Resource item

Think Voice to Parliament is a bad idea? The next item on the agenda will impose even more control on Indigenous Australians

What’s next after the Voice is just as important in this referendum debate.

Makarrata Commission to ‘oversee a process of reaching agreements between governments and First Nations and telling the truth about our history’.

The word “Makarrata” comes from Yolngu Matha and is defined by Uluru’s declaration of the heart to mean “the coming together after a struggle”.

Dealing with “telling the truth about our history” scares me.

Will the Makarrata Commission push its own side of the story?

Why does the truth about history need to be overseen, let alone by a grand bureaucratic commission? It’s Big Brother stuff.

The first part: “framing a process of agreement between governments and First Nations” is also of concern.

Australia’s ‘First Nations’ are the traditional owner groups, such as the Bundjalung, Gumbaynggirr, Yuin and Yolngu peoples.

A treaty is an agreement between a government and a group of traditional owners.

Thus, the Makarrata Commission would assume the role of overseeing treaty conversations and negotiations between governments and traditional owners.

Note the reference to “governments”…plural.

Several state and territory governments are already in talks with traditional owners about treaties.

The Liberal Party’s position on treaties has long been that it is a matter of state and territory because these governments have jurisdiction over Aboriginal land rights and title.

When these agreements are reached with the traditional owners, we will see what remains for the Commonwealth to do with a Makarrata Commission.

Or is it the intention that the commission also assume oversight of these discussions?

I don’t see why we need a centralized bureaucracy on top of all treaty conversations and negotiations across the country at all levels of government.

Another type of agreement between traditional owner groups and governments are native title agreements, which are primarily made with state and territory governments.

Registered Aboriginal title companies currently hold some form of Aboriginal title to 43.1% of Australia’s land area.

These agreements are currently made directly between the government concerned and a group of aboriginal title claimants (constituted by a prescribed legal person) who receive legal advice and other experts.

Once agreed, it can be taken to the Native Title Tribunal and registered with the Federal Court.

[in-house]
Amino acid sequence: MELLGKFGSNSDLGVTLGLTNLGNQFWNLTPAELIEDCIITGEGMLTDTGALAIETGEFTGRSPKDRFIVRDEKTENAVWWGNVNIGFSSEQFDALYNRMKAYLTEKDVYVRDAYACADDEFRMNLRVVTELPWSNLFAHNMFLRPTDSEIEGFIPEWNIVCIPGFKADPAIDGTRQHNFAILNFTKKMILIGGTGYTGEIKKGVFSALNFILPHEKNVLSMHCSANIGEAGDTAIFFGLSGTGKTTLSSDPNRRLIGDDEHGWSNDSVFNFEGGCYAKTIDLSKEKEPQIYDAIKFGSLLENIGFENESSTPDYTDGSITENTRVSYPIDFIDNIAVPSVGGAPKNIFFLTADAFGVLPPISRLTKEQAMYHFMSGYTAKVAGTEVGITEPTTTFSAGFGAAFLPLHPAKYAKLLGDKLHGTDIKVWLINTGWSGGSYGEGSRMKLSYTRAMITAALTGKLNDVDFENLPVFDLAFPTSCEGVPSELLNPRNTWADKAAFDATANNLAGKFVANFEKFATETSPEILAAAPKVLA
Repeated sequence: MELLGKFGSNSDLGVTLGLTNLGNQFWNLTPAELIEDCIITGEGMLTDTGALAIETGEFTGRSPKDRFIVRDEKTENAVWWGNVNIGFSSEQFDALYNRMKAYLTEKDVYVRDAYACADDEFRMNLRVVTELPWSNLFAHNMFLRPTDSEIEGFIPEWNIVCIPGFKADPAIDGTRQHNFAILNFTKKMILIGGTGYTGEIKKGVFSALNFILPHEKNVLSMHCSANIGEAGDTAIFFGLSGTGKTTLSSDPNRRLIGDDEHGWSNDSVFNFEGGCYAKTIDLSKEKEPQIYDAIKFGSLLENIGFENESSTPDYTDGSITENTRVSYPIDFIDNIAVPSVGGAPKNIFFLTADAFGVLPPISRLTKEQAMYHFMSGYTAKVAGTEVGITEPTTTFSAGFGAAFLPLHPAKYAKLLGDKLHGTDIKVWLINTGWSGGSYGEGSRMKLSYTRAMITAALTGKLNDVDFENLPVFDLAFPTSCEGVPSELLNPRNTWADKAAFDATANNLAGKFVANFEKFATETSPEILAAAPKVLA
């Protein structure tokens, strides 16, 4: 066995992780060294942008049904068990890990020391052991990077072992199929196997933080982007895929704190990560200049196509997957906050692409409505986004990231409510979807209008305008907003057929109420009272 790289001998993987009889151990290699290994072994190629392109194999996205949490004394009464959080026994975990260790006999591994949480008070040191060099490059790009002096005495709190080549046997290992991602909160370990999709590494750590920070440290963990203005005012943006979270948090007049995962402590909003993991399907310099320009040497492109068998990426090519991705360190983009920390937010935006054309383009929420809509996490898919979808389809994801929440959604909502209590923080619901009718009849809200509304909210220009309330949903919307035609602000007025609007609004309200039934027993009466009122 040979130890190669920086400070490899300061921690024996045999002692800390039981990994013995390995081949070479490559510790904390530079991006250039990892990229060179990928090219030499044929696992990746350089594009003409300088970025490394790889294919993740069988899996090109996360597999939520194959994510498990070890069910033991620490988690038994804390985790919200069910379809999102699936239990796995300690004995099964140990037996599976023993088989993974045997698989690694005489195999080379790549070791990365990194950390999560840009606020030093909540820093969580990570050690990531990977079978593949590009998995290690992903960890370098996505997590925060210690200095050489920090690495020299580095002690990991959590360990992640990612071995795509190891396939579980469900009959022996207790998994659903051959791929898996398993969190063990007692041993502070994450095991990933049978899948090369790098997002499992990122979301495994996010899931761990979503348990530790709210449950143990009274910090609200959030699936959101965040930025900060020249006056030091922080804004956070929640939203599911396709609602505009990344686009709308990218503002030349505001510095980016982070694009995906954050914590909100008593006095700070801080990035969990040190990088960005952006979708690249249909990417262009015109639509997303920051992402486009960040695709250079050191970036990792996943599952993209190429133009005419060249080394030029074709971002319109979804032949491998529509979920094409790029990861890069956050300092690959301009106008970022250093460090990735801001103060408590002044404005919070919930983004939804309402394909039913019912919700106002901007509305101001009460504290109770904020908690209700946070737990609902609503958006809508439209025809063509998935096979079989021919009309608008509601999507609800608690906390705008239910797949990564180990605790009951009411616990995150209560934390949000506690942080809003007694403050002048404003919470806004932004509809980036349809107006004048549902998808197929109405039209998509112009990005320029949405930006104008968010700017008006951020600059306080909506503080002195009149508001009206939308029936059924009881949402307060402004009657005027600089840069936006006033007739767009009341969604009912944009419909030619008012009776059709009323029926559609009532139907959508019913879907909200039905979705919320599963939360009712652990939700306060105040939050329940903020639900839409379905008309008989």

Presumably, a Makarrata Commission would oversee all of this. What will this supervision consist of?

Do proponents of the Heart of Uluru Declaration envision the Makarrata Commission representing or speaking on behalf of traditional owner groups in Aboriginal title claims and negotiations?

Will he become some sort of native title keeper?

I believe most traditional owners would find this unacceptable.

Conversations and negotiations between governments and Traditional Owners, on any subject, need not be overseen by a huge bureaucracy or mediated through an intermediary.

The Makarrata Commission would be a useless shadow governing body. And we don’t need it.

Through the native title process, we already have representative organizations linked to traditional owner groups

For all traditional owner groups that do not have recognized native title or claims to native title, there is no reason why they cannot also have a representative body.

All the information and data needed to identify Australia’s traditional owner groups, their language, country, land and eligible members is available.

Representative bodies could be established for each of them based on the native title model.

The Voice and Makarrata Commission looks like more bureaucracy controlling Indigenous lives and giving us orders.

One of the main objectives of the 1967 referendum was to dismantle the State and Territory Councils and the Welfare Councils that controlled the daily lives of Aboriginal and Torres Strait Islander people.

It seems to me that we are just going to create new ones.

These huge bureaucracies will also mean more expense and fewer resources to get to where they are needed outside of Canberra, in regional and remote areas.

Under my Goori culture, (Bundjalung, Gumbaynggirr and Yuin), only locals can speak for their country. I can’t speak for other people’s country.

Where is the voice of the men and women of the country? How do they fit into the Voice and the Makarrata Commission? These traditional owners seem to be the forgotten ones.

Traditional owners should be their own voice for their own nation and country.

They don’t need a new national voice or a Makarrata commission to speak on their behalf.

They need the government to listen to them and speak to them through their own representative bodies.

Nyunggai Warren Mundine is Director of the Indigenous Forum at the Center for Independent Study.